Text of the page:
The government is being told to get out of the way and let Māori take charge to keep their own out of court and jail.
RNZ has obtained a copy of the final draft of the Justice System Māori Outcomes Strategy, a joint-approach by police, Corrections and Justice.
The strategy is aimed at reducing the number of Māori in the criminal justice system. It acknowledges the impact of colonisation on Māori and calls for staff to address any biases they have towards Māori. It makes a distinction between whānau and a nuclear family, and focuses on a need to work closely with Māori.
Justice reform advocate Sir Kim Workman said it is a distinct improvement on anything that he has seen before, but he has some doubts.
"There is a still a critical issue in that some of the language does not quite convince me that we are going to get the sort of partnership that's envisaged," he said.
"They talk about incorporating a Māori perspective - well that sort of talk was there 30 years ago now and we actually need more than that.
"We need an independent Māori kaupapa where Māori develop what they believe to be an appropriate framework for addressing issues within the criminal justice system."
More than half of the prison muster is Māori. More than half of Māori who are released from prison are also reconvicted within a year. That figure for Pākehā is 37 percent.
According to the strategy, the agencies' want their staff to tackle bias towards Māori and improve their cultural-competency. They also want to take more advice from Māori.
Lawyer Julia Whaipooti, who is on the government's justice advisory group, feared they were just words and she wants to see more power given to Māori.
"What our justice advisory group has heard travelling around the motu is for the government and the ministries to get out of the way," she said.
"Give the resources for the communities, for Māori to work with their own Māori."
In 2017, the Waitangi Tribunal criticised Corrections for having no specific plan or target to reduce Māori reoffending rates and the high number of Māori in prison.
Now, the justice sector has set a goal to reduce Māori reoffending by 25 percent by 2025.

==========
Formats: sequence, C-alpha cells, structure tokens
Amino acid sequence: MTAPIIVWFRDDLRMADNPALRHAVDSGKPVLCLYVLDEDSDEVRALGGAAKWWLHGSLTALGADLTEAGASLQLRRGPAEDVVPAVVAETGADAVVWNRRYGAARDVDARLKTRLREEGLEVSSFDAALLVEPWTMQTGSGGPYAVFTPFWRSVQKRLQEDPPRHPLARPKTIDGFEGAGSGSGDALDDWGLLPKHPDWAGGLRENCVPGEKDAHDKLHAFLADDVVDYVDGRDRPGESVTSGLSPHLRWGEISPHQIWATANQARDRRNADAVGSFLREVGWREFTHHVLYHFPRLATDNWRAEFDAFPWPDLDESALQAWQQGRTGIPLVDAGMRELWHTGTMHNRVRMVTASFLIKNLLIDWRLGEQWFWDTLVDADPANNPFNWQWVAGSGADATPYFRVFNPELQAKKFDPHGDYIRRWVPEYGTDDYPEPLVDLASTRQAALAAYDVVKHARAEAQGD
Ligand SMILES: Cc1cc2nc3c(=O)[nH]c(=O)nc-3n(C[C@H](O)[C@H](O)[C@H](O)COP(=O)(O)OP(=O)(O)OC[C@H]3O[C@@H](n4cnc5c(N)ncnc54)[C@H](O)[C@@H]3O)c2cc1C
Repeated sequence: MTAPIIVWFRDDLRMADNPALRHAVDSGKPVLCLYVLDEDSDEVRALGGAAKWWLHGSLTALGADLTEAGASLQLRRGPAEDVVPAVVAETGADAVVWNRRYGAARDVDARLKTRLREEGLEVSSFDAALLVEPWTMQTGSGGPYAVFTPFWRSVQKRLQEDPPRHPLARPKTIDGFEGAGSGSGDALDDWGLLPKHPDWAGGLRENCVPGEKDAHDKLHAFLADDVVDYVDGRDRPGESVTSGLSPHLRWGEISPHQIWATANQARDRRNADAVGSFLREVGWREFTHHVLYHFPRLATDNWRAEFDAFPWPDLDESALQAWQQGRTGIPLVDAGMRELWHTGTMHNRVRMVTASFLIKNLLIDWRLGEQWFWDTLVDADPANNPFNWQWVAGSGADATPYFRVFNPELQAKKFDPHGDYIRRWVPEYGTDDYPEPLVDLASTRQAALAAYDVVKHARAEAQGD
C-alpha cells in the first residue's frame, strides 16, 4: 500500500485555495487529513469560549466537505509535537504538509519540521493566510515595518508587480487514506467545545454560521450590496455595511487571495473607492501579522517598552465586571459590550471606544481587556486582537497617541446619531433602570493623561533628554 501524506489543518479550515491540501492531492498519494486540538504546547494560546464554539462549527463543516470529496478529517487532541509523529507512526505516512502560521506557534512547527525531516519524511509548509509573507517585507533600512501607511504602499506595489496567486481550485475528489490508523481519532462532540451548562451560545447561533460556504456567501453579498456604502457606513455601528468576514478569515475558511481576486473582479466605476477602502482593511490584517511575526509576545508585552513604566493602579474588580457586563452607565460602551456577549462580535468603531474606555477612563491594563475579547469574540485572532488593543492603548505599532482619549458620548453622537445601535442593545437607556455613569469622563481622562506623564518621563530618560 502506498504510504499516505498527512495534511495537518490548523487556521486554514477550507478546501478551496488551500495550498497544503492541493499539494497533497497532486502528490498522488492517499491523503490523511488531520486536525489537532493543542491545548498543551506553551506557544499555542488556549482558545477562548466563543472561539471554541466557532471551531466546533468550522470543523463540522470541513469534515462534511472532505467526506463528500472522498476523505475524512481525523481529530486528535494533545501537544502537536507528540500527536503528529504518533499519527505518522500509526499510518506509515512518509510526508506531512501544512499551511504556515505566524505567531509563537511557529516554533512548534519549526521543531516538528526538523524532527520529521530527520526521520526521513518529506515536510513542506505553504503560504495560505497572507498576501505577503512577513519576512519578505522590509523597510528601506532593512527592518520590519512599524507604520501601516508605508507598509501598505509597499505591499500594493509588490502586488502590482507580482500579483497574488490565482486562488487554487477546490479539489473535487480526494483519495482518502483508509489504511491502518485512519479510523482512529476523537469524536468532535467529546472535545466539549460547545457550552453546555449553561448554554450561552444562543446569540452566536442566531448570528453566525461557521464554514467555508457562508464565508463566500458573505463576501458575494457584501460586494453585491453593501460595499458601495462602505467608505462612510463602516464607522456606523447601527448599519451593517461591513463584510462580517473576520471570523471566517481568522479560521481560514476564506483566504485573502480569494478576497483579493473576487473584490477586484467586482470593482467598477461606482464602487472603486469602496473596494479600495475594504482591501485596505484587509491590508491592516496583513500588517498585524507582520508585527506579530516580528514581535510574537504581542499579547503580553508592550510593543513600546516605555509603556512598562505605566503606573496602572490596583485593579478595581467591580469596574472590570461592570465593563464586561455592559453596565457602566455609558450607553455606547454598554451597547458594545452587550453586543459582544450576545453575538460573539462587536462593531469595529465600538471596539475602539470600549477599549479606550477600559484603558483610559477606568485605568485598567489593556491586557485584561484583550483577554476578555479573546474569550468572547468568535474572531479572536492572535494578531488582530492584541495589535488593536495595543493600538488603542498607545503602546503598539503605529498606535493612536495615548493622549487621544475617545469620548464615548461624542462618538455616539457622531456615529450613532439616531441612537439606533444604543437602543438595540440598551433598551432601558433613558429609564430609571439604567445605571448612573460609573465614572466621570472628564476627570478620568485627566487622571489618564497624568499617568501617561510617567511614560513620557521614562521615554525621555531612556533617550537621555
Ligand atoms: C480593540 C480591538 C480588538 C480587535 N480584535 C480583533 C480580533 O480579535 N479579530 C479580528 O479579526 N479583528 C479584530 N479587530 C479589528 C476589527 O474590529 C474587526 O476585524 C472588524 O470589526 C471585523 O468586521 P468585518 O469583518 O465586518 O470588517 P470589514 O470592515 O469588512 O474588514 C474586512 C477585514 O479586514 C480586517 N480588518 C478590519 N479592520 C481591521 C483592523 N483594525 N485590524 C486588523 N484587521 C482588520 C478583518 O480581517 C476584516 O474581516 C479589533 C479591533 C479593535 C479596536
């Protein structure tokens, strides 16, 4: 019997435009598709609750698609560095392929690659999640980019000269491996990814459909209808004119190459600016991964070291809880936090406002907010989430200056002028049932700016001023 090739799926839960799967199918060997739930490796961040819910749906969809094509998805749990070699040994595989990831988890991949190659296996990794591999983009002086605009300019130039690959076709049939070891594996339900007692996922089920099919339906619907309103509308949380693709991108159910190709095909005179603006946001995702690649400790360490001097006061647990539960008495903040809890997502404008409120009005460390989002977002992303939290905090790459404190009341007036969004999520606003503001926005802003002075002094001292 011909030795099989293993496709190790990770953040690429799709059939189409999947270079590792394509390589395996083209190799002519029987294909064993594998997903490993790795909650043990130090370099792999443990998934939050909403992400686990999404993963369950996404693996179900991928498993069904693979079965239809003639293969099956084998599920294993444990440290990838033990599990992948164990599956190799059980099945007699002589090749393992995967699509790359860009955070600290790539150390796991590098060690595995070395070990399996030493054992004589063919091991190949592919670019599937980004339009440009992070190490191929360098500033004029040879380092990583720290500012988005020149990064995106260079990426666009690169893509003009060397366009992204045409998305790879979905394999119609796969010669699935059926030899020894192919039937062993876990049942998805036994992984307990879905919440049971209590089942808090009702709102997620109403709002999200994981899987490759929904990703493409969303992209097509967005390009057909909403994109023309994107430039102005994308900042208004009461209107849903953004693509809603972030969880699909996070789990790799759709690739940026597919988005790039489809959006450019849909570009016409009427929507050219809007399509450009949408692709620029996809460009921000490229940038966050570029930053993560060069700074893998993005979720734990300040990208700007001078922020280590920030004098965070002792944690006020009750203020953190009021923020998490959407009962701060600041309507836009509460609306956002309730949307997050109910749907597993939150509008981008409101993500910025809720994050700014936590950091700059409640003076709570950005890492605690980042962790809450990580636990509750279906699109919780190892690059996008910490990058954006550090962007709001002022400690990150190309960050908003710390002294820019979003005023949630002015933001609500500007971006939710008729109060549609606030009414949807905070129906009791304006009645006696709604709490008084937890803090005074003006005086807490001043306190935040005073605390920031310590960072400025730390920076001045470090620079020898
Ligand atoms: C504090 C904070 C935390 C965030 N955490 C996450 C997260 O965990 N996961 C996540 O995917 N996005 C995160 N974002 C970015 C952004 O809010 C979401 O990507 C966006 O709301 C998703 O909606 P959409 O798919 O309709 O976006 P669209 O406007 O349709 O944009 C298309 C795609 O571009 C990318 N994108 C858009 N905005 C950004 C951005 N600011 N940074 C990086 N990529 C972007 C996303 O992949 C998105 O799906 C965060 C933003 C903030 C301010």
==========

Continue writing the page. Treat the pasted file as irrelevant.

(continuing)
But many believe it will not be easy to implement within the current system. Julia Whaipooti said the policy will likely be mainstreamed.
"The body and the machinery and the bureaucracy that is meant to implement these kind of strategies do not have Māori or people who understand Te Ao Māori to do that."
Police spearheaded the strategy but declined to comment until it was released. No date has been set.
Late last year, Corrections' general manager cultural capability Neil Campbell promoted it and said a joint-approach was essential.
"If we are working in isolation of each other, it does not matter how good our strategy is, it will be counter intuitive and will start cancelling each other out," he said.
"I think that is what has happened over the last 20 years - I do not think it has been an intentional or a malicious thing, but that is what has occurred."
However, University of Auckland criminology academic Tracey McIntosh said the government needs to cede power and invest resources in those who have expertise.
"As well as bravery, we need radical honesty if we are really going to create the conditions for transformative change," she said.
"As long as the ministries still think that they can hold all the power and all the resources then I think it is going to be very difficult to make sustainable change."
However, questions were raised yesterday afternoon when the Ministry of Justice said the strategy was no longer active.